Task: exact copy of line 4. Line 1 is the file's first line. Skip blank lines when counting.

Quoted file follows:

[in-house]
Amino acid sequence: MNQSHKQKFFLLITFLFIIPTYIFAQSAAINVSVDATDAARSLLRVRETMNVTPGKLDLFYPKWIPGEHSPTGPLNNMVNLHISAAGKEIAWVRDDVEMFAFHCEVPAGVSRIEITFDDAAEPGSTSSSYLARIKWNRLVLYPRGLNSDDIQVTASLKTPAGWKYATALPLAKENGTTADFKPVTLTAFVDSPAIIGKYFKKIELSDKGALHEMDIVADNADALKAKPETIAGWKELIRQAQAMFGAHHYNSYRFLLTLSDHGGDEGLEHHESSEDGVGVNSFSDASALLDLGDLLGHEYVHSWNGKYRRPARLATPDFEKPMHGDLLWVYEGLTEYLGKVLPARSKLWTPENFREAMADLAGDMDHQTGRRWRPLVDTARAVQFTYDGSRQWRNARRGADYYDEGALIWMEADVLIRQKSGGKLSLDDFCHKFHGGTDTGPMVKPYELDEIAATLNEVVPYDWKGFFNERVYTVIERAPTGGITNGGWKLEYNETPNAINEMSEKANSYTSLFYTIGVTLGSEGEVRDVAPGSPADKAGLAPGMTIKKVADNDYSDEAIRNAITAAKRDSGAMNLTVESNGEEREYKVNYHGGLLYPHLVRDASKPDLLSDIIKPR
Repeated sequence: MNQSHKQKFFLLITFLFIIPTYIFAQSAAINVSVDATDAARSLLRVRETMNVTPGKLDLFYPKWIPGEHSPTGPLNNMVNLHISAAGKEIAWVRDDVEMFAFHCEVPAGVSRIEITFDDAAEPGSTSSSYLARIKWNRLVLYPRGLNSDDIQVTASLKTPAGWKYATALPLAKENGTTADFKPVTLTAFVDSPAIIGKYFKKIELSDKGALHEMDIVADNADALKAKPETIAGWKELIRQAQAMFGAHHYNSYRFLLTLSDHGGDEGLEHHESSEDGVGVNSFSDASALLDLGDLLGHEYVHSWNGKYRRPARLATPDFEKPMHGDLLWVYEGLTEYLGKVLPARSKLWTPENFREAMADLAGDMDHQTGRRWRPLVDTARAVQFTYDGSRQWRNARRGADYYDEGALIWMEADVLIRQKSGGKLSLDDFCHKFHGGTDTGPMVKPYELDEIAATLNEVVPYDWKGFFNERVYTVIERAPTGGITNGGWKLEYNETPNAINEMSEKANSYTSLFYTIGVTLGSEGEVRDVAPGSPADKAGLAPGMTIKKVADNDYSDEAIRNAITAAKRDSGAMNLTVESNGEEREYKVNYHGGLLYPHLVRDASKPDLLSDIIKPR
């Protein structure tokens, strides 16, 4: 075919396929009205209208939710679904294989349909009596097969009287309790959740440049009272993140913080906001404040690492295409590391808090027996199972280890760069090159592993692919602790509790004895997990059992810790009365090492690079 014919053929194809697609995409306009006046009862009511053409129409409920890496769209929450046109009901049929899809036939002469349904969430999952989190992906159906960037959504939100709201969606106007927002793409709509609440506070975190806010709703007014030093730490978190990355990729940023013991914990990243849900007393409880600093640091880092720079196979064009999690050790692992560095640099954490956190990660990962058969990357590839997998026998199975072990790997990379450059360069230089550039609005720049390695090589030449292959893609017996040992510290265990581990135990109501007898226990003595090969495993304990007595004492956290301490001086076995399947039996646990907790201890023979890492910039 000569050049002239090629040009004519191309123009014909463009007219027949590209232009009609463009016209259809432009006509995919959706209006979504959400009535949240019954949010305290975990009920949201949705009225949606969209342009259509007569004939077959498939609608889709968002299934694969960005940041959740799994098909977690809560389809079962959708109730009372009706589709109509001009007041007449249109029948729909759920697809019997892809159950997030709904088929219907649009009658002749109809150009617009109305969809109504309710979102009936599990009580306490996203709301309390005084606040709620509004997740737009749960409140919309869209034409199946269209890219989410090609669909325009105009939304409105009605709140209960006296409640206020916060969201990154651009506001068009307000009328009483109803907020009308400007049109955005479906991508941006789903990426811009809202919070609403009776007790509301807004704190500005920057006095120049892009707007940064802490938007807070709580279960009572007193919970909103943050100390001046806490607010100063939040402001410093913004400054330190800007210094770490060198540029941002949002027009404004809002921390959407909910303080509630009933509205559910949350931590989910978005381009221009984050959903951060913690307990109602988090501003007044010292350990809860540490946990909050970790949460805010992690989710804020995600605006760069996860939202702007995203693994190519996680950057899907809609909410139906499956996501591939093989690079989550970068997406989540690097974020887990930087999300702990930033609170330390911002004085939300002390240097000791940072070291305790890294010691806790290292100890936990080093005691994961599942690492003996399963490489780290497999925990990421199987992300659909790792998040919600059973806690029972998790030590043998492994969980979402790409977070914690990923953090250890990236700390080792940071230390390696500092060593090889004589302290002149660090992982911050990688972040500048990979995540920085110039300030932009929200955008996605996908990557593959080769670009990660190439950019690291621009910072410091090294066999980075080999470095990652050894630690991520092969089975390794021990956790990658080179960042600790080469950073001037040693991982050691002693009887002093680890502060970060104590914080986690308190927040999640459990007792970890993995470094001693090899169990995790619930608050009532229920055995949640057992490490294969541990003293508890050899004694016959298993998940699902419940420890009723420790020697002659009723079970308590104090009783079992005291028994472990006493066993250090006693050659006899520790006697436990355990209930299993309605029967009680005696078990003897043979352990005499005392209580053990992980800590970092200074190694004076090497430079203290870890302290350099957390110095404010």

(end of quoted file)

């Protein structure tokens, strides 16, 4: 075919396929009205209208939710679904294989349909009596097969009287309790959740440049009272993140913080906001404040690492295409590391808090027996199972280890760069090159592993692919602790509790004895997990059992810790009365090492690079 014919053929194809697609995409306009006046009862009511053409129409409920890496769209929450046109009901049929899809036939002469349904969430999952989190992906159906960037959504939100709201969606106007927002793409709509609440506070975190806010709703007014030093730490978190990355990729940023013991914990990243849900007393409880600093640091880092720079196979064009999690050790692992560095640099954490956190990660990962058969990357590839997998026998199975072990790997990379450059360069230089550039609005720049390695090589030449292959893609017996040992510290265990581990135990109501007898226990003595090969495993304990007595004492956290301490001086076995399947039996646990907790201890023979890492910039 000569050049002239090629040009004519191309123009014909463009007219027949590209232009009609463009016209259809432009006509995919959706209006979504959400009535949240019954949010305290975990009920949201949705009225949606969209342009259509007569004939077959498939609608889709968002299934694969960005940041959740799994098909977690809560389809079962959708109730009372009706589709109509001009007041007449249109029948729909759920697809019997892809159950997030709904088929219907649009009658002749109809150009617009109305969809109504309710979102009936599990009580306490996203709301309390005084606040709620509004997740737009749960409140919309869209034409199946269209890219989410090609669909325009105009939304409105009605709140209960006296409640206020916060969201990154651009506001068009307000009328009483109803907020009308400007049109955005479906991508941006789903990426811009809202919070609403009776007790509301807004704190500005920057006095120049892009707007940064802490938007807070709580279960009572007193919970909103943050100390001046806490607010100063939040402001410093913004400054330190800007210094770490060198540029941002949002027009404004809002921390959407909910303080509630009933509205559910949350931590989910978005381009221009984050959903951060913690307990109602988090501003007044010292350990809860540490946990909050970790949460805010992690989710804020995600605006760069996860939202702007995203693994190519996680950057899907809609909410139906499956996501591939093989690079989550970068997406989540690097974020887990930087999300702990930033609170330390911002004085939300002390240097000791940072070291305790890294010691806790290292100890936990080093005691994961599942690492003996399963490489780290497999925990990421199987992300659909790792998040919600059973806690029972998790030590043998492994969980979402790409977070914690990923953090250890990236700390080792940071230390390696500092060593090889004589302290002149660090992982911050990688972040500048990979995540920085110039300030932009929200955008996605996908990557593959080769670009990660190439950019690291621009910072410091090294066999980075080999470095990652050894630690991520092969089975390794021990956790990658080179960042600790080469950073001037040693991982050691002693009887002093680890502060970060104590914080986690308190927040999640459990007792970890993995470094001693090899169990995790619930608050009532229920055995949640057992490490294969541990003293508890050899004694016959298993998940699902419940420890009723420790020697002659009723079970308590104090009783079992005291028994472990006493066993250090006693050659006899520790006697436990355990209930299993309605029967009680005696078990003897043979352990005499005392209580053990992980800590970092200074190694004076090497430079203290870890302290350099957390110095404010």